Dimitris Xygalatas’ latest publications focus on the issues of morality and psychology of rituals. Professor Xygalatas is coauthor of a paper in the latest issue of Personality and Social Psychology Review entitled “The Psychology of Rituals: An Integrative Review and Process-Based Framework.” With growing interest among psychologists in rituals and the causal mechanisms of ritual behavior, this paper serves to “provide an organizing framework to understand recent empirical work from social psychology, cognitive science, anthropology, behavioral economics, and neuroscience.” In a second publication for the online media outlet The Conversation, Dimitris tackles patterns of distrust among religious people toward atheism and irreligious people, and the relationship between religious prejudice, morality, and belief. The Conversation is a not-for-profit media outlet for scientific and academic news, and reports a monthly online audience of 5.2 million users onsite, and reaches around 35 million people through “creative commons republication.” Dimitris Xygalatas is an Assistant Professor of Anthropology at UCONN.
Sapien, the online journal of the Wenner-Gren Foundation, has published a photo essay by Dr. Dimitris Xygalatas, Assistant Professor of Anthropology at UCONN. The essay entitled “The Perennial Power of Ritual” focuses on the psychological, and cultural significance of ritual behavior, including its role in stress reduction, community building, providing guidance, and aggression management. The photo essay covers examples of ritual practice in Spain, Madagascar, Vietnam, Mauritius, and Guatemala.
Dimitris Xygalatas received a fellowship award from University of Connecticut’s Humanities Institute for the academic year 2016-17. These residential Fellowships allow scholars to pursue advanced work in the humanities. During his tenure at UCHI, Dr. Xygalatas will pursue work on the social functions of ritual.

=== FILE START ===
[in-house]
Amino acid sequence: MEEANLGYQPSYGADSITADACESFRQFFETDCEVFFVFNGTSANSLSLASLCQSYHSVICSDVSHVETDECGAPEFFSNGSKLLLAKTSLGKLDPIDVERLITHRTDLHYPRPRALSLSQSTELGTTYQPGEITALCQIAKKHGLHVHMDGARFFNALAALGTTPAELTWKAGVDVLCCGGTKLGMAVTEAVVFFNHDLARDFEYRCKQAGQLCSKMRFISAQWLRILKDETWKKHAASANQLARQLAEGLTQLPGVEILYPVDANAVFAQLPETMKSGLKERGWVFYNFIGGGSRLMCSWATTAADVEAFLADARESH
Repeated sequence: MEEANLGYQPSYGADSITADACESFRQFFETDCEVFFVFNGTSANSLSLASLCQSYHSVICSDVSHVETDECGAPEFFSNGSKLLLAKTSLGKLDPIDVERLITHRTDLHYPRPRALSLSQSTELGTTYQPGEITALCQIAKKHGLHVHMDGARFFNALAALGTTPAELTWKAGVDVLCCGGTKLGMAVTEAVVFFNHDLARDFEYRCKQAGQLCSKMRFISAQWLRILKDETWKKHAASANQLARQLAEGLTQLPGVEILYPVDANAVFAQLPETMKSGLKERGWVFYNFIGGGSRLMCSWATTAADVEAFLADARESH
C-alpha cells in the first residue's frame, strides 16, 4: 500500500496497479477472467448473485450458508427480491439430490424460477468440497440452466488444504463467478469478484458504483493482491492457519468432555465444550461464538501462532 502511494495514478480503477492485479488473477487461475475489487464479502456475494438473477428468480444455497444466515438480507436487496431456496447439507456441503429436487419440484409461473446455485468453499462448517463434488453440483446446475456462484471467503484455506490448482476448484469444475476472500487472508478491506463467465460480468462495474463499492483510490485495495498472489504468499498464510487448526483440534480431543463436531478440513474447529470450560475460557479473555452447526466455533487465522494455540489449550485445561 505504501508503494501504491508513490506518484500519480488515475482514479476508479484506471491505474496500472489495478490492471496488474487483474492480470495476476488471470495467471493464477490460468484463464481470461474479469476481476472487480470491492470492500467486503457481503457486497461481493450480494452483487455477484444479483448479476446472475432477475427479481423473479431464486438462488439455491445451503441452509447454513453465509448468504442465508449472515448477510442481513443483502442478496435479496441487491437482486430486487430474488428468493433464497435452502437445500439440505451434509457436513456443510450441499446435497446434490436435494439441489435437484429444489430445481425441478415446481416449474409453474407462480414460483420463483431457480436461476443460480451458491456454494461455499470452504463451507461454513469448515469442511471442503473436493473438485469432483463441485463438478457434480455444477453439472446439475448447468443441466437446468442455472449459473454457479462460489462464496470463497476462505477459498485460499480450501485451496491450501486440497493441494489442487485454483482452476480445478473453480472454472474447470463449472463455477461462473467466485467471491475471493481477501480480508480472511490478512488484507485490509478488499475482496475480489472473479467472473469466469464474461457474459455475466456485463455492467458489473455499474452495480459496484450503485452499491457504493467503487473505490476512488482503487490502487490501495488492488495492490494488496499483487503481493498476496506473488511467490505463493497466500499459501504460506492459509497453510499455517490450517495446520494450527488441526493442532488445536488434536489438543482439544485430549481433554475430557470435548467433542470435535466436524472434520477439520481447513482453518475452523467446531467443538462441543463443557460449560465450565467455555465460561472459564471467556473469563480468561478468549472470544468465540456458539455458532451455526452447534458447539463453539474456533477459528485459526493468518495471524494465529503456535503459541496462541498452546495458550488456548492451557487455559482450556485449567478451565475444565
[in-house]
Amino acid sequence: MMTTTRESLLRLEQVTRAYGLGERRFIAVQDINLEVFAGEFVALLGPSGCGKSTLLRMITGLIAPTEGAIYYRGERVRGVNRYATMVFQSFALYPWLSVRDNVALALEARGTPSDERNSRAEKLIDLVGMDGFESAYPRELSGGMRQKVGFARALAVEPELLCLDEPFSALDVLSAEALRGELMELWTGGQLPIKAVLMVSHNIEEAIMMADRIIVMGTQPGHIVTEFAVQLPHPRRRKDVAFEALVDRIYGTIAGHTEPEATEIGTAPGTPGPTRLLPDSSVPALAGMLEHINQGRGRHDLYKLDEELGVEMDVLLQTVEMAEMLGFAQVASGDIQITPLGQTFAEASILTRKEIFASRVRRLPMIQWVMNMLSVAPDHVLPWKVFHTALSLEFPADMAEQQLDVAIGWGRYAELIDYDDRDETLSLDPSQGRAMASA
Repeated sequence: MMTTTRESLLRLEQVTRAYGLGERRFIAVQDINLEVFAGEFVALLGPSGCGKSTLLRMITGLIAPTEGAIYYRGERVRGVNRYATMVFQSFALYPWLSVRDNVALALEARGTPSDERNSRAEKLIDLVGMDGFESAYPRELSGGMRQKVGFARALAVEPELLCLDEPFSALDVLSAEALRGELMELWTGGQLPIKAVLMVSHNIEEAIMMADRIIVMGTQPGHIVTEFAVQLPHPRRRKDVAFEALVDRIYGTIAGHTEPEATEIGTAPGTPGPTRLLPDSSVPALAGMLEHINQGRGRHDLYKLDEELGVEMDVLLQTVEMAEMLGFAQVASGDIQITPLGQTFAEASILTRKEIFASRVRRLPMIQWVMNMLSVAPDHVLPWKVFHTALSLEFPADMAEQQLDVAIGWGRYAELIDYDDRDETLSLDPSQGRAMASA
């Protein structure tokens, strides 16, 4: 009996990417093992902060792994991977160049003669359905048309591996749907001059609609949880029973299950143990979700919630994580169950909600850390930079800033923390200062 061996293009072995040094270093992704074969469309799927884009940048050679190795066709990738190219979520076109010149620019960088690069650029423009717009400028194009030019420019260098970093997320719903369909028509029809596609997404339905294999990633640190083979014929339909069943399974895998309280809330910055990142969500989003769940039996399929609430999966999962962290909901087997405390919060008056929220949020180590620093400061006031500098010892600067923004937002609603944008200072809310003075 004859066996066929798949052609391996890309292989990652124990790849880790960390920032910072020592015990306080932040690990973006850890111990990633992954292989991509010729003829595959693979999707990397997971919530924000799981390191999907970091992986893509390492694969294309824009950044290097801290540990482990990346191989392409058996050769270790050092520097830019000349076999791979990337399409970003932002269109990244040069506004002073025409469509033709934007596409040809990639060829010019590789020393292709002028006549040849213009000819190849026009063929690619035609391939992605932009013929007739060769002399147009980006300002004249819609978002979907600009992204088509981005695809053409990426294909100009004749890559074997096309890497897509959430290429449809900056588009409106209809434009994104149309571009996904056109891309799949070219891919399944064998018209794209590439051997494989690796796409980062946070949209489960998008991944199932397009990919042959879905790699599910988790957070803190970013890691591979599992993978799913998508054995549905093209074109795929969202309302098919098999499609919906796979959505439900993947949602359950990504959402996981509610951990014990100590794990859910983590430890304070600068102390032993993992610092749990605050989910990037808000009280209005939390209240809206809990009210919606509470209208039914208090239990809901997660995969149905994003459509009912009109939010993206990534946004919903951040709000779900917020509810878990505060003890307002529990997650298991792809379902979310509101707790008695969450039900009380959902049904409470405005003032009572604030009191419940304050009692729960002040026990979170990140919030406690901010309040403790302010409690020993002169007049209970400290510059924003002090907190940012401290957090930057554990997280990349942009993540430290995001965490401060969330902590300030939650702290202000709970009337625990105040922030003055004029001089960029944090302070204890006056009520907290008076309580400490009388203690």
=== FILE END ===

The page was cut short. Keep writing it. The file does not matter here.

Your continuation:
From fire-walking to meditation, and from graduation ceremonies to wine toasting, rituals are everywhere. But what purpose do they serve? Dimitris Xygalatas combines anthropology, science, and technology to answer this question.
Congratulations to our graduate student Martin Lang, who has been awarded a summer fellowship at the Connecticut Institute for the Brain and Cognitive Sciences (IBACS)! The project entitled “Effects of predictable behavioral patterns on anxiety” will examine the mechanisms by which ritualization might soothe anxiety, and may reveal better ways of stress-management and coping with anxiety.
It Depends Who Is Watching You: 3-D Agent Cues Increase Fairness
Jan Krátký, John J. McGraw, Dimitris Xygalatas, Panagiotis Mitkidis, Paul Reddish
Laboratory and field studies have demonstrated that exposure to cues of intentional agents in the form of eyes can increase prosocial behavior. However, previous research mostly used 2-dimensional depictions as experimental stimuli. Thus far no study has examined the influence of the spatial properties of agency cues on this prosocial effect. To investigate the role of dimensionality of agency cues on fairness, 345 participants engaged in a decision-making task in a naturalistic setting. The experimental treatment included a 3-dimensional pseudo-realistic model of a human head and a 2-dimensional picture of the same object. The control stimuli consisted of a real plant and its 2-D image. Our results partly support the findings of previous studies that cues of intentional agents increase prosocial behavior…..